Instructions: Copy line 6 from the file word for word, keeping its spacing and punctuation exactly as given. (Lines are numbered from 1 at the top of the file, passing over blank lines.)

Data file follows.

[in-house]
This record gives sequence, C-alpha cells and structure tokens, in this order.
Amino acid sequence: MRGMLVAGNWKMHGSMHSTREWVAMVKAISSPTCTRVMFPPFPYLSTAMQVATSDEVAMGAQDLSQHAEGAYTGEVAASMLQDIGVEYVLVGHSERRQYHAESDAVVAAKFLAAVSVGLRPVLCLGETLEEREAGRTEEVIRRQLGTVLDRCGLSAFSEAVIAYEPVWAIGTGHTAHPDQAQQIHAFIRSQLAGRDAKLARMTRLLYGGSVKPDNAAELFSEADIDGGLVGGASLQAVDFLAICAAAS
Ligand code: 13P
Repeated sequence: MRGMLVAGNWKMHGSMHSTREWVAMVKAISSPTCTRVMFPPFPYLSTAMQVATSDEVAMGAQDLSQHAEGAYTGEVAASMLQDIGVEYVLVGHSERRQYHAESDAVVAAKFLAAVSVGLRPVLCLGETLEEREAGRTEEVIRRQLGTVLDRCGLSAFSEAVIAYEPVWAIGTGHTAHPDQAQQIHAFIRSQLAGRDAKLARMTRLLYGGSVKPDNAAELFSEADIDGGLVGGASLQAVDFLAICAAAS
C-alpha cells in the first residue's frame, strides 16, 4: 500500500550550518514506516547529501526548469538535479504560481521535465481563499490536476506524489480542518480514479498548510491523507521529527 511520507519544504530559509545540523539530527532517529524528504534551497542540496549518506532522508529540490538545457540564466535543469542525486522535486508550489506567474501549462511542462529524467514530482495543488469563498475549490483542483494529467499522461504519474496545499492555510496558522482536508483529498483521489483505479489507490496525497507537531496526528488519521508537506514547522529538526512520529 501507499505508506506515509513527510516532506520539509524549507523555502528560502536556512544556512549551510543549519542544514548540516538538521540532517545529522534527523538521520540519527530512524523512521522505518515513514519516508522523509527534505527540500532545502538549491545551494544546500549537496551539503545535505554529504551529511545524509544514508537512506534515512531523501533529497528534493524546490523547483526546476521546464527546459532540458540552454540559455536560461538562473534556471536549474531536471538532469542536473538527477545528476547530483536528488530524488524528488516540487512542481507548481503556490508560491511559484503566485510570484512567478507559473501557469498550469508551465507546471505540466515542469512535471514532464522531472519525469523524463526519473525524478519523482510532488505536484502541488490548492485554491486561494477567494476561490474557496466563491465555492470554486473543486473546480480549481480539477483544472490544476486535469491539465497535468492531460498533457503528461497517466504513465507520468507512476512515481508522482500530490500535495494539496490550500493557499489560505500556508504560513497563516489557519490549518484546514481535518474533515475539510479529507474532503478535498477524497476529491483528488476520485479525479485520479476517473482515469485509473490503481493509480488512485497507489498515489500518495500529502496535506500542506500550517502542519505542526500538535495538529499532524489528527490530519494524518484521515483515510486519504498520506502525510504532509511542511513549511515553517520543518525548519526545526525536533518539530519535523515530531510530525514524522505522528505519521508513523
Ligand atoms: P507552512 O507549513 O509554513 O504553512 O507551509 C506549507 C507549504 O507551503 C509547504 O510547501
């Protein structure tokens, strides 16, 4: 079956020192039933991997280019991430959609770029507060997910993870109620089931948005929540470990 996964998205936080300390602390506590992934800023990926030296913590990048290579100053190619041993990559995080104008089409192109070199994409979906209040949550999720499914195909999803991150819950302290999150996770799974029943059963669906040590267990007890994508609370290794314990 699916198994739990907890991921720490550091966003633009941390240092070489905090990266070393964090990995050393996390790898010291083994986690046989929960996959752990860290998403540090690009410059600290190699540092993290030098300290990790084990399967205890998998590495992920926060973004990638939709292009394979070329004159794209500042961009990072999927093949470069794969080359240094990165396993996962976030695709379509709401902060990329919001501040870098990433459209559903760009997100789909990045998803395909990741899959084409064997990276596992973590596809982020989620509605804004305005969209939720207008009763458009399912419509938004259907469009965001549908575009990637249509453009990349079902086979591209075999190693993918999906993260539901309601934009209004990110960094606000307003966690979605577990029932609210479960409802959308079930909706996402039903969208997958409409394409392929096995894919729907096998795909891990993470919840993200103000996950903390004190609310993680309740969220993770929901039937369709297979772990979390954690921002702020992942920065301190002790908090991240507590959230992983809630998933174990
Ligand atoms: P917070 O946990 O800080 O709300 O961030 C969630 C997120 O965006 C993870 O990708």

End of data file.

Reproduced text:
C-alpha cells in the first residue's frame, strides 16, 4: 500500500550550518514506516547529501526548469538535479504560481521535465481563499490536476506524489480542518480514479498548510491523507521529527 511520507519544504530559509545540523539530527532517529524528504534551497542540496549518506532522508529540490538545457540564466535543469542525486522535486508550489506567474501549462511542462529524467514530482495543488469563498475549490483542483494529467499522461504519474496545499492555510496558522482536508483529498483521489483505479489507490496525497507537531496526528488519521508537506514547522529538526512520529 501507499505508506506515509513527510516532506520539509524549507523555502528560502536556512544556512549551510543549519542544514548540516538538521540532517545529522534527523538521520540519527530512524523512521522505518515513514519516508522523509527534505527540500532545502538549491545551494544546500549537496551539503545535505554529504551529511545524509544514508537512506534515512531523501533529497528534493524546490523547483526546476521546464527546459532540458540552454540559455536560461538562473534556471536549474531536471538532469542536473538527477545528476547530483536528488530524488524528488516540487512542481507548481503556490508560491511559484503566485510570484512567478507559473501557469498550469508551465507546471505540466515542469512535471514532464522531472519525469523524463526519473525524478519523482510532488505536484502541488490548492485554491486561494477567494476561490474557496466563491465555492470554486473543486473546480480549481480539477483544472490544476486535469491539465497535468492531460498533457503528461497517466504513465507520468507512476512515481508522482500530490500535495494539496490550500493557499489560505500556508504560513497563516489557519490549518484546514481535518474533515475539510479529507474532503478535498477524497476529491483528488476520485479525479485520479476517473482515469485509473490503481493509480488512485497507489498515489500518495500529502496535506500542506500550517502542519505542526500538535495538529499532524489528527490530519494524518484521515483515510486519504498520506502525510504532509511542511513549511515553517520543518525548519526545526525536533518539530519535523515530531510530525514524522505522528505519521508513523